New research suggests that children that eat a Mediterranean diet may have a reduced likelihood of developing attention deficit hyperactivity disorder (ADHD).
The Mediterranean diet, heavy in fruits, vegetables and healthy fats, has been promoted as a likely contender for ‘most ideal diet.’ This study, which was conducted on 120 children in Spain, seems to support that claim.
The study shows that the kids who showed a “low adherence” to the Mediterranean diet were a full seven times more likely to develop ADHD. The children who had ADHD generally ate fewer vegetables, fruits and fatty fish. They also tended to eat more fast food and junk food.
The relationship between ADHD and the Mediterranean diet was correlative, not clearly causal. Nobody knows for sure if diet can effectively prevent ADHD.
One possible explanation for the study’s results is that children who have ADHD simply make worse food choices than kids who don’t.
Richard Gallagher, an associate professor of child and adolescent psychiatry at the NYU Langone Child Study Center in New York City, says the study corroborates past research into diet and ADHD.
There is some research that suggests the consumption of omega-3 fatty acids can reduce ADHD symptoms. The Mediterranean diet is famously high in foods that contain omega-3’s, principally oily fish like tuna, salmon and mackerel.
“This is the type of diet that’s recommended for everyone, for their overall health,” says Gallagher. Even if it has no effect on ADHD, it’s still probably a good call for general health.
ADHD is a widespread diagnosis in America. Estimates place about 11% of children between the ages of 4 and 17 as having the disorder, according to the U.S. Centers for Disease Control and Prevention.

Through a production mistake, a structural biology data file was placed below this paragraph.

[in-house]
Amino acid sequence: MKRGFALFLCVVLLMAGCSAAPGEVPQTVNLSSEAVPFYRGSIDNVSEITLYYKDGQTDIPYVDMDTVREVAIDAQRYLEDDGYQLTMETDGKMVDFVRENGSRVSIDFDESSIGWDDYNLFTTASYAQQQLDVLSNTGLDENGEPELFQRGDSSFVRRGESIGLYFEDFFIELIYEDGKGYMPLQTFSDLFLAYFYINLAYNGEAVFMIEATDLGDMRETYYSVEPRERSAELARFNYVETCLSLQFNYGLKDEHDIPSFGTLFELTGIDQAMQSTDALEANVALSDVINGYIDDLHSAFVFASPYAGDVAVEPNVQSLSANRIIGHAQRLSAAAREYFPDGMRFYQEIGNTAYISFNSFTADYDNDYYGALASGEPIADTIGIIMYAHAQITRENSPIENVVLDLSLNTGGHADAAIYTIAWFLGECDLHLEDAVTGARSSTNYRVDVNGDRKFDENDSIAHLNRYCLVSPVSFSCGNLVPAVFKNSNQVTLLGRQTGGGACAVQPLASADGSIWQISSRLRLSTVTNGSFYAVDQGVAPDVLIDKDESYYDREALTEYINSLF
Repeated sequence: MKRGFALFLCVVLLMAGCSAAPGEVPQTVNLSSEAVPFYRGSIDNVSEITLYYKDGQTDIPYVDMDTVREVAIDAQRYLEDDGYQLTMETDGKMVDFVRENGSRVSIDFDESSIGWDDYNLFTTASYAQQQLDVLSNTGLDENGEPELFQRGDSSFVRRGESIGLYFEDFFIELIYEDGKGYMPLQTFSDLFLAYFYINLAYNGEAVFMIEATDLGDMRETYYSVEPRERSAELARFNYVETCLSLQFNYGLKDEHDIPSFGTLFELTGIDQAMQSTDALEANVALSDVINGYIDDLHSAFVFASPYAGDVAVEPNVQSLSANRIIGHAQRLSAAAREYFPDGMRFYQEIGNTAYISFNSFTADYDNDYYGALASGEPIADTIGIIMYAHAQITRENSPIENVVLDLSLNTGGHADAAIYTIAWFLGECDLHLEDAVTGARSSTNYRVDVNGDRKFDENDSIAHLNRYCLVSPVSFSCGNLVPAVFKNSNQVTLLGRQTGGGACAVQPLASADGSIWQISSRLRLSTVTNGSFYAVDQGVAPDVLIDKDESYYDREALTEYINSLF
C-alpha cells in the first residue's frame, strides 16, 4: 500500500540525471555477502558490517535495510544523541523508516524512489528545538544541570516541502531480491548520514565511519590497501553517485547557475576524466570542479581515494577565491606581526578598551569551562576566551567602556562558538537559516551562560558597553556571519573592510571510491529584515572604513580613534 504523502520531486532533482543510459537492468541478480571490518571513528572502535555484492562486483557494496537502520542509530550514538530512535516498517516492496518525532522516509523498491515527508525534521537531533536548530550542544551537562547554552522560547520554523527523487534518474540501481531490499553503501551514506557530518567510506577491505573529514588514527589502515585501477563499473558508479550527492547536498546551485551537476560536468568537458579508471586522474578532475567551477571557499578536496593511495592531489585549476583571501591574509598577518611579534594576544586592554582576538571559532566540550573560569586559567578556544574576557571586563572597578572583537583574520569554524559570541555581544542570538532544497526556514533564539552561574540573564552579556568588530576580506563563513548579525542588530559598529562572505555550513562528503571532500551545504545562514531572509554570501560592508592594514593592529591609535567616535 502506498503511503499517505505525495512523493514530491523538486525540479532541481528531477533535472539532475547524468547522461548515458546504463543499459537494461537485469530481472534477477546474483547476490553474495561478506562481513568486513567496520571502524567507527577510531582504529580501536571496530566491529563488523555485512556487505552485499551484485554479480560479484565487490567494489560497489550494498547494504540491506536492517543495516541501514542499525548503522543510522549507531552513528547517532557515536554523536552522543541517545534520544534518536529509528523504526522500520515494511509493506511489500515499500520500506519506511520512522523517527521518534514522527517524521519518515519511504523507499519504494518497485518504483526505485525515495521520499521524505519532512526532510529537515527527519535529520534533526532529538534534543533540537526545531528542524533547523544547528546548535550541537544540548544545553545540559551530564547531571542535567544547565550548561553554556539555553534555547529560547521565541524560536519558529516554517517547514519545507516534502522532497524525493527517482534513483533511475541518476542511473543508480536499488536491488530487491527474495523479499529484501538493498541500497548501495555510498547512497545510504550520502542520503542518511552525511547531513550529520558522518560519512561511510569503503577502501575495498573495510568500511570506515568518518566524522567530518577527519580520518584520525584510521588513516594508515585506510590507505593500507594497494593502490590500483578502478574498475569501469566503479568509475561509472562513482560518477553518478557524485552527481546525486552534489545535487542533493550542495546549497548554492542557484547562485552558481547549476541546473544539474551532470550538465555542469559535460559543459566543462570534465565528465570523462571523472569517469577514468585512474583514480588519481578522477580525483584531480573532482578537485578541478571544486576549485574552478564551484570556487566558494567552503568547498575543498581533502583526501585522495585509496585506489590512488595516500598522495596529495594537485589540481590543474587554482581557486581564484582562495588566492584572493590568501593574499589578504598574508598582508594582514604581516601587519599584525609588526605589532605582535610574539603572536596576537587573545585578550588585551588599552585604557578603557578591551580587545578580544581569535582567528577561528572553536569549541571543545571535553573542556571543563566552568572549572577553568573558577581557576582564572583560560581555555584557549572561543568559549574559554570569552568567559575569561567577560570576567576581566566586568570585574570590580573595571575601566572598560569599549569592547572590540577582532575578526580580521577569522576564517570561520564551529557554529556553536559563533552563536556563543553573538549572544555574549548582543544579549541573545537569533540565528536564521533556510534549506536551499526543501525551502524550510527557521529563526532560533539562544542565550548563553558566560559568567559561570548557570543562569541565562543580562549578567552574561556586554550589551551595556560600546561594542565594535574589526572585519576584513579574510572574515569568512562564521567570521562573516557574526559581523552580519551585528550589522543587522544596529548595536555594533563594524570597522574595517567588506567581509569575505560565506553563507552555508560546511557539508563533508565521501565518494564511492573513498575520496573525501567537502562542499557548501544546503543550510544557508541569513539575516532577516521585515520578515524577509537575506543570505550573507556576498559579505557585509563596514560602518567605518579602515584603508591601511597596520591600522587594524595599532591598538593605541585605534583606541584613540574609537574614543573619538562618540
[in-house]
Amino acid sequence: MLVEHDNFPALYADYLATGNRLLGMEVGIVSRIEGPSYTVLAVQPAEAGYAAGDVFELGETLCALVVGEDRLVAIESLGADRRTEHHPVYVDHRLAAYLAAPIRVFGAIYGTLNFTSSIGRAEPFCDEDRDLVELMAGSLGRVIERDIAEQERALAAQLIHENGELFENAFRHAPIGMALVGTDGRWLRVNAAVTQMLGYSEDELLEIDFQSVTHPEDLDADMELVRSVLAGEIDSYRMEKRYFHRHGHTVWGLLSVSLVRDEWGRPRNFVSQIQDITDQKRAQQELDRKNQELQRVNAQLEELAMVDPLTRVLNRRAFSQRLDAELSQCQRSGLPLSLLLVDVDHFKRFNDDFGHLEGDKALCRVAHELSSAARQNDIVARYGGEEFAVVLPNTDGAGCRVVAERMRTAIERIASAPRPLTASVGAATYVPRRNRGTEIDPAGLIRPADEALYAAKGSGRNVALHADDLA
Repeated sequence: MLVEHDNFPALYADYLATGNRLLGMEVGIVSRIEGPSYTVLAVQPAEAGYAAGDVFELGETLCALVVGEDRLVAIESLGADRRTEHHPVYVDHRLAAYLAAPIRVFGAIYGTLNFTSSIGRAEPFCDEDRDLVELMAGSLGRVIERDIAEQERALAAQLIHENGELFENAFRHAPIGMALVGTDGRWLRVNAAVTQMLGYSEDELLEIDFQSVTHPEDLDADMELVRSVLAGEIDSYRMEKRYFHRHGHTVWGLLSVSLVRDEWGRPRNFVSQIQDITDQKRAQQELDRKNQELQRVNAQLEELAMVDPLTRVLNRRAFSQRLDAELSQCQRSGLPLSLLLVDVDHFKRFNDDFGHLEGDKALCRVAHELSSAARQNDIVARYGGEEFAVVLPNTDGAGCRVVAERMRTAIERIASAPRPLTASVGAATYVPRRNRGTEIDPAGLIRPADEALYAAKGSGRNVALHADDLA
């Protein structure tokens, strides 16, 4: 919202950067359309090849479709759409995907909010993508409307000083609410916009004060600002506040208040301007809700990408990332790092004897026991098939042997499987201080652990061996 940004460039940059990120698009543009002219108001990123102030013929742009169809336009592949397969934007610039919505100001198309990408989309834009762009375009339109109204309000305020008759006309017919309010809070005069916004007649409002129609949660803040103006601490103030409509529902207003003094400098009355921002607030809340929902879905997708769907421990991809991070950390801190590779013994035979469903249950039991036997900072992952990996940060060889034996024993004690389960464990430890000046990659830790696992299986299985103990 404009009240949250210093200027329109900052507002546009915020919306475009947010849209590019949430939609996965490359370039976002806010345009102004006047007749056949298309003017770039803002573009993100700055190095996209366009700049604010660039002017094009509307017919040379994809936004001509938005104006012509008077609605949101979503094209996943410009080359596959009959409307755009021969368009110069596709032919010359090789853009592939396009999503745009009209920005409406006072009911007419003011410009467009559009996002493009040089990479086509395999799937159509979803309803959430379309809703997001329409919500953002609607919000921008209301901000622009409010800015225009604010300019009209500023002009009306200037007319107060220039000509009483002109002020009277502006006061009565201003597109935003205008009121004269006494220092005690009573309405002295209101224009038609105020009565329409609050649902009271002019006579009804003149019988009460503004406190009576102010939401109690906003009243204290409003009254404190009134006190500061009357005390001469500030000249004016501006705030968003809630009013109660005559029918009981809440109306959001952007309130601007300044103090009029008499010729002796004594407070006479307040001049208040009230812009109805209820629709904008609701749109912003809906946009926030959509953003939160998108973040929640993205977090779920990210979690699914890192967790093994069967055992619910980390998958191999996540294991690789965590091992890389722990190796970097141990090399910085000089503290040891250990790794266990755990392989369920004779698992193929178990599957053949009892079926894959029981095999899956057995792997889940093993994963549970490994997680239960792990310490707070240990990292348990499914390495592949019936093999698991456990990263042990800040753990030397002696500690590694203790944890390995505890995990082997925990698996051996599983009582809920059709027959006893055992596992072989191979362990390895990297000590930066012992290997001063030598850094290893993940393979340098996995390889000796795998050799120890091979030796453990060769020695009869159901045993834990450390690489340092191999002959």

Other research suggests that dietary deficits in iron and zinc can contribute to ADHD symptoms.
The Spanish study followed 120 kids from 6 to 16 years old. Half of them had recently been diagnosed with ADHD. They were scored on how well their average meals meshed with the Mediterranean diet.
Out of the kids who had ADHD, 30% of them were judged to have “good” adherence to the diet. The kids with “medium” or “low” adherence were between three and seven times more likely to have ADHD than the “good” adherence sample.
The results can be interpreted in various ways. Dr. Eric Hollander, director of the Autism and Obsessive Compulsive Spectrum Program at Montefiore Medical Center in New York City says the study poses a “chicken-and-egg-question” conundrum.
“Kids’ impulsivity can manifest in their eating habits,” he says. He also says that it’s unclear whether the diet as a whole is beneficial or if it’s due to specific nutrients like omega-3’s that happen to be included in it.
“One thing we try to do in managing ADHD is to encourage positive habits, across the board,” Hollander says. He does recommend avoiding sugary processed foods.